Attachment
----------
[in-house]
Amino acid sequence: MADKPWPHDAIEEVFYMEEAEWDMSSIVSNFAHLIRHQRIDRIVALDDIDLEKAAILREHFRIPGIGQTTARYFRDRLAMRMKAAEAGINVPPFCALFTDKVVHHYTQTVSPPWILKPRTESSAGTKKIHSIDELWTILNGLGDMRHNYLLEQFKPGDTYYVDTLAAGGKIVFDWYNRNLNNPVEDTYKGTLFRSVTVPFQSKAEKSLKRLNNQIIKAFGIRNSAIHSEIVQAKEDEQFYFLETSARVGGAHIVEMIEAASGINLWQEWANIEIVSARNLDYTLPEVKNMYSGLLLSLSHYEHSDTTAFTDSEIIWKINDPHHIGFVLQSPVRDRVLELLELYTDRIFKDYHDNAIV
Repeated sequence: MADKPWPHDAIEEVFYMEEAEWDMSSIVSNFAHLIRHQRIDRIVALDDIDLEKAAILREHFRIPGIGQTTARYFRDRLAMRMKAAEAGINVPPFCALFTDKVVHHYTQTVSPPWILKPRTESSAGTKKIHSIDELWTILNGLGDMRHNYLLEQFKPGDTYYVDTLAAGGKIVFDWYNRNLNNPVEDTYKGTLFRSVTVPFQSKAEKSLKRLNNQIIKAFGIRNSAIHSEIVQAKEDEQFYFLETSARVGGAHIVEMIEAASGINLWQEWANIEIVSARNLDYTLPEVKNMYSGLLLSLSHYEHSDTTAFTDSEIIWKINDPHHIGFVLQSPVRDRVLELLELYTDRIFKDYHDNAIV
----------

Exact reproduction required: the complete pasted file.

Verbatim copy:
[in-house]
Amino acid sequence: MADKPWPHDAIEEVFYMEEAEWDMSSIVSNFAHLIRHQRIDRIVALDDIDLEKAAILREHFRIPGIGQTTARYFRDRLAMRMKAAEAGINVPPFCALFTDKVVHHYTQTVSPPWILKPRTESSAGTKKIHSIDELWTILNGLGDMRHNYLLEQFKPGDTYYVDTLAAGGKIVFDWYNRNLNNPVEDTYKGTLFRSVTVPFQSKAEKSLKRLNNQIIKAFGIRNSAIHSEIVQAKEDEQFYFLETSARVGGAHIVEMIEAASGINLWQEWANIEIVSARNLDYTLPEVKNMYSGLLLSLSHYEHSDTTAFTDSEIIWKINDPHHIGFVLQSPVRDRVLELLELYTDRIFKDYHDNAIV
Repeated sequence: MADKPWPHDAIEEVFYMEEAEWDMSSIVSNFAHLIRHQRIDRIVALDDIDLEKAAILREHFRIPGIGQTTARYFRDRLAMRMKAAEAGINVPPFCALFTDKVVHHYTQTVSPPWILKPRTESSAGTKKIHSIDELWTILNGLGDMRHNYLLEQFKPGDTYYVDTLAAGGKIVFDWYNRNLNNPVEDTYKGTLFRSVTVPFQSKAEKSLKRLNNQIIKAFGIRNSAIHSEIVQAKEDEQFYFLETSARVGGAHIVEMIEAASGINLWQEWANIEIVSARNLDYTLPEVKNMYSGLLLSLSHYEHSDTTAFTDSEIIWKINDPHHIGFVLQSPVRDRVLELLELYTDRIFKDYHDNAIV